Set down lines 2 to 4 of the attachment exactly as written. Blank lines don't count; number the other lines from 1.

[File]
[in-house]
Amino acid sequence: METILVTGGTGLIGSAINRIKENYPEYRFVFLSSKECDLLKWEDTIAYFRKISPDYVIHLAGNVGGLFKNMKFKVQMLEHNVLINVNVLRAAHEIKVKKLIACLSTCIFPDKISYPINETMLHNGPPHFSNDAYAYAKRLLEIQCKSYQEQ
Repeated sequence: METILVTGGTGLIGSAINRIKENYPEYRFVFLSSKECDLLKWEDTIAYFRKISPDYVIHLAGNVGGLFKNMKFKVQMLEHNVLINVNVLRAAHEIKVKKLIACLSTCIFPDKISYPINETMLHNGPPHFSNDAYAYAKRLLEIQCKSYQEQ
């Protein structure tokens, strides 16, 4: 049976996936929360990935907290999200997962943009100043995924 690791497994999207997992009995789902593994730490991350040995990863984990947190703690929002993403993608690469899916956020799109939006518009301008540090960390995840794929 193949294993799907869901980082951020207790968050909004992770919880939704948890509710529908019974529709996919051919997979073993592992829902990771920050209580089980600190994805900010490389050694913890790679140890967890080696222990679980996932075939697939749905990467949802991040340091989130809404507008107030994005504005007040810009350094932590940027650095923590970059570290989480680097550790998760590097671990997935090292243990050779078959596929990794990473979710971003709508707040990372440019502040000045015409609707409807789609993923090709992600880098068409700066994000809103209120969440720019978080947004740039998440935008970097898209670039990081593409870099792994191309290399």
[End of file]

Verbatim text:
Amino acid sequence: METILVTGGTGLIGSAINRIKENYPEYRFVFLSSKECDLLKWEDTIAYFRKISPDYVIHLAGNVGGLFKNMKFKVQMLEHNVLINVNVLRAAHEIKVKKLIACLSTCIFPDKISYPINETMLHNGPPHFSNDAYAYAKRLLEIQCKSYQEQ
Repeated sequence: METILVTGGTGLIGSAINRIKENYPEYRFVFLSSKECDLLKWEDTIAYFRKISPDYVIHLAGNVGGLFKNMKFKVQMLEHNVLINVNVLRAAHEIKVKKLIACLSTCIFPDKISYPINETMLHNGPPHFSNDAYAYAKRLLEIQCKSYQEQ
């Protein structure tokens, strides 16, 4: 049976996936929360990935907290999200997962943009100043995924 690791497994999207997992009995789902593994730490991350040995990863984990947190703690929002993403993608690469899916956020799109939006518009301008540090960390995840794929 193949294993799907869901980082951020207790968050909004992770919880939704948890509710529908019974529709996919051919997979073993592992829902990771920050209580089980600190994805900010490389050694913890790679140890967890080696222990679980996932075939697939749905990467949802991040340091989130809404507008107030994005504005007040810009350094932590940027650095923590970059570290989480680097550790998760590097671990997935090292243990050779078959596929990794990473979710971003709508707040990372440019502040000045015409609707409807789609993923090709992600880098068409700066994000809103209120969440720019978080947004740039998440935008970097898209670039990081593409870099792994191309290399």